Five Top Ways to Teach Your Teenager to Love Herself
The teenage years can be tumultuous, as your daughter strives to assert her independence and you want to retain some control over her decisions. As her interests, social circle and long-term goals evolve and change, your teen might second-guess herself, feeling bad about who she is. Boosting your teen's self-esteem, building her self-confidence and teaching your teen to love herself can have a long-term impact on how your teen behaves and the choices she makes.
Be a Role Model
If you don't love yourself, you're setting a bad example for your teen daughter. Never be critical of yourself in front of your teen. Don't remark about what you don't like about yourself, whether it's your weight, your haircut or your job. Instead, be confident in who you are, embracing both your best features and your flaws. Show your teen that you accept the good and the bad and love yourself anyway.
Love Your Teen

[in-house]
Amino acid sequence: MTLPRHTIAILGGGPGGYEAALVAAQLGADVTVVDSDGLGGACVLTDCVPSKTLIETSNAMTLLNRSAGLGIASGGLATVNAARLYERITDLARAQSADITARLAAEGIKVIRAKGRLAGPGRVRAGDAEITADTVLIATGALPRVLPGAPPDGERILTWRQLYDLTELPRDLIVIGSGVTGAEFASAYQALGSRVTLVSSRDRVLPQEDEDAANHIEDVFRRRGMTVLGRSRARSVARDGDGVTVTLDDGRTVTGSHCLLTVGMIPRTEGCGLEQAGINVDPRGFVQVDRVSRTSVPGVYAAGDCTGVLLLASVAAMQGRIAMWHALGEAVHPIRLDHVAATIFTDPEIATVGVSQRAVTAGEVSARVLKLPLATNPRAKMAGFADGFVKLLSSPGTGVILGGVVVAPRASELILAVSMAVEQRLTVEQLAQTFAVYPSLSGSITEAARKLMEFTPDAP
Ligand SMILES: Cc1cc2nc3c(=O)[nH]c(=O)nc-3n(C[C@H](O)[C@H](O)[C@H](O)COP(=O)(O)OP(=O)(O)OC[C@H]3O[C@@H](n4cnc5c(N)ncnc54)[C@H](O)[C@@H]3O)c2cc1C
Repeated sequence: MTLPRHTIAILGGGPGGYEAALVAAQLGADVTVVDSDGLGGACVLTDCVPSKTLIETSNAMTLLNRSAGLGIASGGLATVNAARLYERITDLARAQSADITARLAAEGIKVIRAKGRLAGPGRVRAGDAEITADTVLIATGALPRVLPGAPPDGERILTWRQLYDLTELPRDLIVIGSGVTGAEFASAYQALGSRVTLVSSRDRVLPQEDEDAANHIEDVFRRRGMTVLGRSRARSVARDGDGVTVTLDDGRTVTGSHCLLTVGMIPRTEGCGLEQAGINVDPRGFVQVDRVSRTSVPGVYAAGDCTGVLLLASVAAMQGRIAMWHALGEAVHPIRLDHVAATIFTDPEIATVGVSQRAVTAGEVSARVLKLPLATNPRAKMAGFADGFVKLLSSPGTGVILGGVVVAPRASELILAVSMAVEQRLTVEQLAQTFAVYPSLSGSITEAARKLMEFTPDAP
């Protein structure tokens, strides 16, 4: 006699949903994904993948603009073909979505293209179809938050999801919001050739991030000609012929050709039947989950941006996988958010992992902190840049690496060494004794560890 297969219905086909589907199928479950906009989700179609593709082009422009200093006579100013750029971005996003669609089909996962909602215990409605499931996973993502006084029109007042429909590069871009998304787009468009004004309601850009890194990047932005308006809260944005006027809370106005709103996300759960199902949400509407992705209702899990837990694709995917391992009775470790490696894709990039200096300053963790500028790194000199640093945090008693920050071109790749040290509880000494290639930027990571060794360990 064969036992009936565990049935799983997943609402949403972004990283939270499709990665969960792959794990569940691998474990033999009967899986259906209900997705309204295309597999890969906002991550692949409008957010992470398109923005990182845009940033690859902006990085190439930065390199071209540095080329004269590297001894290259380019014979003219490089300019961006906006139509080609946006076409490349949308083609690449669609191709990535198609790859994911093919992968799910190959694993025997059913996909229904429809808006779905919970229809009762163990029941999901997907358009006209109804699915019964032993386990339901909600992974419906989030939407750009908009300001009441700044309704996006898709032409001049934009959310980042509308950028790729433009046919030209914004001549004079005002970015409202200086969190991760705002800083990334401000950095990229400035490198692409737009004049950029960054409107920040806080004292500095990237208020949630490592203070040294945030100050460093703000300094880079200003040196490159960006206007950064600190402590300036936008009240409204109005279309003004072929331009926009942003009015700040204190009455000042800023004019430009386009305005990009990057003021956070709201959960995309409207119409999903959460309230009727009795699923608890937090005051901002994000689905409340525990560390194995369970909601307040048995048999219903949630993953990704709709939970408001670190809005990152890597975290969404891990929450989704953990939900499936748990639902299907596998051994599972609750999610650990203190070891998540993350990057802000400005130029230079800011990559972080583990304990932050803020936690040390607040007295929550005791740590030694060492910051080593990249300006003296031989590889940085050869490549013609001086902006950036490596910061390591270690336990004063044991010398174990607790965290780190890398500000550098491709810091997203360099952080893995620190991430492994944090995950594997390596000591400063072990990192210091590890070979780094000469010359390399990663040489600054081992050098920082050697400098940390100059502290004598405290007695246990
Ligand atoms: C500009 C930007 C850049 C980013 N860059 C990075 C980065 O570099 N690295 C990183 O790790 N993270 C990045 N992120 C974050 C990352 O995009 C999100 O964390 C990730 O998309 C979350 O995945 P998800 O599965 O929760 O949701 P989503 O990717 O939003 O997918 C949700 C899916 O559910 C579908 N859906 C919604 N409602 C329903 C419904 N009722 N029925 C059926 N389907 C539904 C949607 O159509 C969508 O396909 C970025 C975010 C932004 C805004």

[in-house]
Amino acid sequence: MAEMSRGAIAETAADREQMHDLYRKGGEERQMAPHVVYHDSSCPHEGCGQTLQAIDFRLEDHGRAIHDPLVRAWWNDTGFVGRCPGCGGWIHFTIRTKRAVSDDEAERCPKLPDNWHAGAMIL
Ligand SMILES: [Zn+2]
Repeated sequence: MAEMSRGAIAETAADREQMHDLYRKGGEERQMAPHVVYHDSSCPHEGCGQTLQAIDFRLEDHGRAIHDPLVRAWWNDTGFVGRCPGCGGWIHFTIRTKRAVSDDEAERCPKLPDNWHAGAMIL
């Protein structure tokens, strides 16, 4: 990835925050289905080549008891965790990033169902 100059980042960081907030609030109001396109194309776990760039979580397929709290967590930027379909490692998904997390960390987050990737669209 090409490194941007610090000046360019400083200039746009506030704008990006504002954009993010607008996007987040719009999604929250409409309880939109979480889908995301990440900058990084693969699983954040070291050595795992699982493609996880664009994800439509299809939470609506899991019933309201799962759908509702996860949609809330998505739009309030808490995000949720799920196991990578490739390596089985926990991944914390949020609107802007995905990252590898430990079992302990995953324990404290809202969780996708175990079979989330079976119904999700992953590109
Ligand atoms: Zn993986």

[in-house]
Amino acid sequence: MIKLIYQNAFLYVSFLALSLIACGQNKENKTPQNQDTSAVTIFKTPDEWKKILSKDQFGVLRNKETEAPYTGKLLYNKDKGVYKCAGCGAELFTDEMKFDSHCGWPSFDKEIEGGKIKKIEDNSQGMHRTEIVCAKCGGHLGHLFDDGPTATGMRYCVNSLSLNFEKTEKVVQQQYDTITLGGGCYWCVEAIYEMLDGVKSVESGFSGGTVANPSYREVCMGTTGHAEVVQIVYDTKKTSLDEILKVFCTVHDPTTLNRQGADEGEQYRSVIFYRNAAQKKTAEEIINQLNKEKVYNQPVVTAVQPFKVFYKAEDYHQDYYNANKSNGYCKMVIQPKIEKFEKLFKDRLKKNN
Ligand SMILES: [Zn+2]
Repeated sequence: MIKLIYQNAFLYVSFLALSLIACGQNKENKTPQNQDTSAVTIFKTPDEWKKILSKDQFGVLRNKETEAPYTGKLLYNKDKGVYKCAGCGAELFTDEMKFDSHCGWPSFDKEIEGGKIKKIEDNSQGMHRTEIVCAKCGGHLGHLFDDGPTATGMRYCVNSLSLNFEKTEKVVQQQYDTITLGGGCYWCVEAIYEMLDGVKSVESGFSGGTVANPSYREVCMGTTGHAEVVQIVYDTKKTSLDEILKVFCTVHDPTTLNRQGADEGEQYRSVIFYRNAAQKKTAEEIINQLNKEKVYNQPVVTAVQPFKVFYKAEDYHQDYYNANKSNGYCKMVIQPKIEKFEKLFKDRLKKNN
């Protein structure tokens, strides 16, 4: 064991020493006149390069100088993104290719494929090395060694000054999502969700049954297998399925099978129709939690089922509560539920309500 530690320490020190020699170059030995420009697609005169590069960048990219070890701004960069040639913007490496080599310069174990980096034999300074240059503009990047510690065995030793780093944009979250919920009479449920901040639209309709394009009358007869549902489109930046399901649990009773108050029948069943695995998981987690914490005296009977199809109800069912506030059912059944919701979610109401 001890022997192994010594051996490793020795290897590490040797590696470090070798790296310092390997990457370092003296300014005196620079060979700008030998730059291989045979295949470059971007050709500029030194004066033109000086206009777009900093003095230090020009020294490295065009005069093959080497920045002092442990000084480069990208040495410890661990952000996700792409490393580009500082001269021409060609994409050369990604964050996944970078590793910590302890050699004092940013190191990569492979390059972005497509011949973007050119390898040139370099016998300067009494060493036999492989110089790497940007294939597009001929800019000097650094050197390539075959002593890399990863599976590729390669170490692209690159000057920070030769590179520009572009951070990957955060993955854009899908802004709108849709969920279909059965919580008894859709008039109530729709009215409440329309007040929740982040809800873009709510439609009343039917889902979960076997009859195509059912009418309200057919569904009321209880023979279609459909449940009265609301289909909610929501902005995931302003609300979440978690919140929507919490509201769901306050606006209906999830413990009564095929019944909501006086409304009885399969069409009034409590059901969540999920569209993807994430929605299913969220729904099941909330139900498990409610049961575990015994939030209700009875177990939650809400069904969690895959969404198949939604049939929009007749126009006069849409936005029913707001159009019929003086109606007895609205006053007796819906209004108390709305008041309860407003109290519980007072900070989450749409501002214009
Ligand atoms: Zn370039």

Showing affection and love to your teen growing up may not have been difficult -- a kiss on the cheek and a hug before sending her off to school were commonplace, and let her know that you loved her. Now, however, your teen might resist these outward displays of affection, but telling her you love her can help her love herself, nonetheless. The New Mexico State University Cooperative Extension Service recommends a short note telling your teen you love her or a simple pat on the back to let her know you're there 1.
Give Her Some Independence
Making smart decisions can boost your daughter's self-esteem and, in turn, allow her to love herself. Give your teen daughter some freedom to make decisions, whether she's choosing the right dress for the homecoming dance or selecting electives for her sophomore year. She'll benefit from this burst of independence and love herself as a result.
Your teen daughter might be down on herself, but some encouraging words can boost how she feels. Congratulate her on a job well done in the classroom. Celebrate her efforts in extracurricular endeavors, whether she's in the band or on the volleyball team. Compliment her hair, makeup or clothes, even when she's frustrated by her looks.
Set Reasonable Expectations
You want your daughter to achieve, but you don't want to place undue pressure on her either. Work with your teen to set realistic expectations and goals for her life -- academically and socially. Setting achievable goals promotes success, which can leave your teen daughter feeling confident and proud of her achievements.
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